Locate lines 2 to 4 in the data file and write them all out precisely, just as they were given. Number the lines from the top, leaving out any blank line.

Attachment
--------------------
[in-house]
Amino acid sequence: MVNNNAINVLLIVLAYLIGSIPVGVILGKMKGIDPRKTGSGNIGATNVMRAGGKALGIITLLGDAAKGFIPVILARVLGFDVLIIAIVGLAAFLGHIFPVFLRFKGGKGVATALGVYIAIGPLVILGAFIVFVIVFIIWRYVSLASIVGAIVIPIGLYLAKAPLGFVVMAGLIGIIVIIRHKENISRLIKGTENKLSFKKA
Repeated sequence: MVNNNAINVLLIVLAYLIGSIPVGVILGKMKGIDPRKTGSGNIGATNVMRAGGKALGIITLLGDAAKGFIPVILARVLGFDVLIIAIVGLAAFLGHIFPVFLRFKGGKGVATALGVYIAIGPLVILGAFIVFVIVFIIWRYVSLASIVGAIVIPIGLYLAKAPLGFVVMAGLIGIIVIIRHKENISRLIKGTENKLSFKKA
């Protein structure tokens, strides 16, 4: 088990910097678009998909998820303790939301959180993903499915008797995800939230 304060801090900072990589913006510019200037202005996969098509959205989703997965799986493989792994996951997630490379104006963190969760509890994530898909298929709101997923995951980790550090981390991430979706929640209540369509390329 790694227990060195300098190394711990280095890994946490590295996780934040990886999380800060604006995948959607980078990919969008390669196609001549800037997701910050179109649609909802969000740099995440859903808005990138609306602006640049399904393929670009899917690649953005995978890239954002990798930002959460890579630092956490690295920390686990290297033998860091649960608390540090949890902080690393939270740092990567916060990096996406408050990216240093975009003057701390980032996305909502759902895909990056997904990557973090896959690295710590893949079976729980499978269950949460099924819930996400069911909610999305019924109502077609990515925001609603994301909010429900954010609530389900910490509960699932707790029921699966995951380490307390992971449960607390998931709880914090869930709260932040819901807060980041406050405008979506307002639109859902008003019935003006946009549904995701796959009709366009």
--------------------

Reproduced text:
Amino acid sequence: MVNNNAINVLLIVLAYLIGSIPVGVILGKMKGIDPRKTGSGNIGATNVMRAGGKALGIITLLGDAAKGFIPVILARVLGFDVLIIAIVGLAAFLGHIFPVFLRFKGGKGVATALGVYIAIGPLVILGAFIVFVIVFIIWRYVSLASIVGAIVIPIGLYLAKAPLGFVVMAGLIGIIVIIRHKENISRLIKGTENKLSFKKA
Repeated sequence: MVNNNAINVLLIVLAYLIGSIPVGVILGKMKGIDPRKTGSGNIGATNVMRAGGKALGIITLLGDAAKGFIPVILARVLGFDVLIIAIVGLAAFLGHIFPVFLRFKGGKGVATALGVYIAIGPLVILGAFIVFVIVFIIWRYVSLASIVGAIVIPIGLYLAKAPLGFVVMAGLIGIIVIIRHKENISRLIKGTENKLSFKKA
């Protein structure tokens, strides 16, 4: 088990910097678009998909998820303790939301959180993903499915008797995800939230 304060801090900072990589913006510019200037202005996969098509959205989703997965799986493989792994996951997630490379104006963190969760509890994530898909298929709101997923995951980790550090981390991430979706929640209540369509390329 790694227990060195300098190394711990280095890994946490590295996780934040990886999380800060604006995948959607980078990919969008390669196609001549800037997701910050179109649609909802969000740099995440859903808005990138609306602006640049399904393929670009899917690649953005995978890239954002990798930002959460890579630092956490690295920390686990290297033998860091649960608390540090949890902080690393939270740092990567916060990096996406408050990216240093975009003057701390980032996305909502759902895909990056997904990557973090896959690295710590893949079976729980499978269950949460099924819930996400069911909610999305019924109502077609990515925001609603994301909010429900954010609530389900910490509960699932707790029921699966995951380490307390992971449960607390998931709880914090869930709260932040819901807060980041406050405008979506307002639109859902008003019935003006946009549904995701796959009709366009």